C. The Direct Loan and Guaranteed Loan Program Estimation Method: The Department estimates the amount of loss it will incur on future defaults of FFELP and DLP loans. The estimates are recorded as allowance for subsidy cost, a reduction of the direct loans outstanding and as a liability for the guaranteed loans.

D. (1) Credit Reform Requirements: All credit programs within the Department conform with the provisions of CRA. CRA, SFFAS No. 2, Accounting for Direct Loans and Loan Guarantees, and related regulations and guidance, require that the net present value of subsidy costs (interest subsidies, defaults, fee offsets, and other cash flows) associated with direct loans and loan guarantees for a given year be recognized as an expense in the year the loans are disbursed. In addition, re-estimates of prior year cohorts are done every year and the resulting difference from prior estimates is included as subsidy expense. Cumulative estimates of subsidy costs associated with all outstanding loans are used to develop allowances for direct loans receivable and defaulted guaranteed loans and a liability for loan guarantees.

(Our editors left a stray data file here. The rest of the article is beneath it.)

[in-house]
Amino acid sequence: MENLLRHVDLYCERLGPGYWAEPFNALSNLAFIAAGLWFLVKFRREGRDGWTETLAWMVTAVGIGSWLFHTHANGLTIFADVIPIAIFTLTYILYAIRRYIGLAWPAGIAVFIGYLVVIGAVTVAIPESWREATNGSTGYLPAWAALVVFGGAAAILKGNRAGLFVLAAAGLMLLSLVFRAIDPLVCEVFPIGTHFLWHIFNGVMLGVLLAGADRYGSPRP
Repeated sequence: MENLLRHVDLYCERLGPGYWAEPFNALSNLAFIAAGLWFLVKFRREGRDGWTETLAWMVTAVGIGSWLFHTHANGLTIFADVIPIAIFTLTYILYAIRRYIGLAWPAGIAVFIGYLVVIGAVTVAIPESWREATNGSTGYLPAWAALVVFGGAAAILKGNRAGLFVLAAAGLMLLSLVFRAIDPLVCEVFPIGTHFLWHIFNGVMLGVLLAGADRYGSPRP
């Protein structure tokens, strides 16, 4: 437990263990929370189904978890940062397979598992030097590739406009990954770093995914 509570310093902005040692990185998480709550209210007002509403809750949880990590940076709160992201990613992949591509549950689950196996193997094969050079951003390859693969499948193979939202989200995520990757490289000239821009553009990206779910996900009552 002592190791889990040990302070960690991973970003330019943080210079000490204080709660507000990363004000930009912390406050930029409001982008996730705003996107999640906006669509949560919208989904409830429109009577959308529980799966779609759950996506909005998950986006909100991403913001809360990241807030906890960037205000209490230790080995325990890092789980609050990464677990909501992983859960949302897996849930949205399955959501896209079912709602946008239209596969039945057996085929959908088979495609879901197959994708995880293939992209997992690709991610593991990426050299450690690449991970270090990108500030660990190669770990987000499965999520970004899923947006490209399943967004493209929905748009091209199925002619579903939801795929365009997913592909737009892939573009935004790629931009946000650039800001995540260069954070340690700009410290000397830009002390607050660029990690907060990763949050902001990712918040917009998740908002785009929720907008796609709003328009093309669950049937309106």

(2) Departments General Approach to Estimation: To comply with CRA and related requirements, the Department employs a computer-based cash flow projection model. As required by CRA, the model is used to compute FFELP loan guaranty liability, the DLP allowance for subsidy cost and the net present value of defaulted FFELP loans receivable.

The Department estimates cash flows over the life of a loan by loan type described previously, aggregating the loans by loan type, cohort year, and risk group. Cohort year for the loan represents the year the direct loan is obligated or the loan is guaranteed, regardless of the timing of disbursements. Risk groups include students at 1) two-year colleges, 2) four-year colleges and graduate schools, and 3) proprietary schools.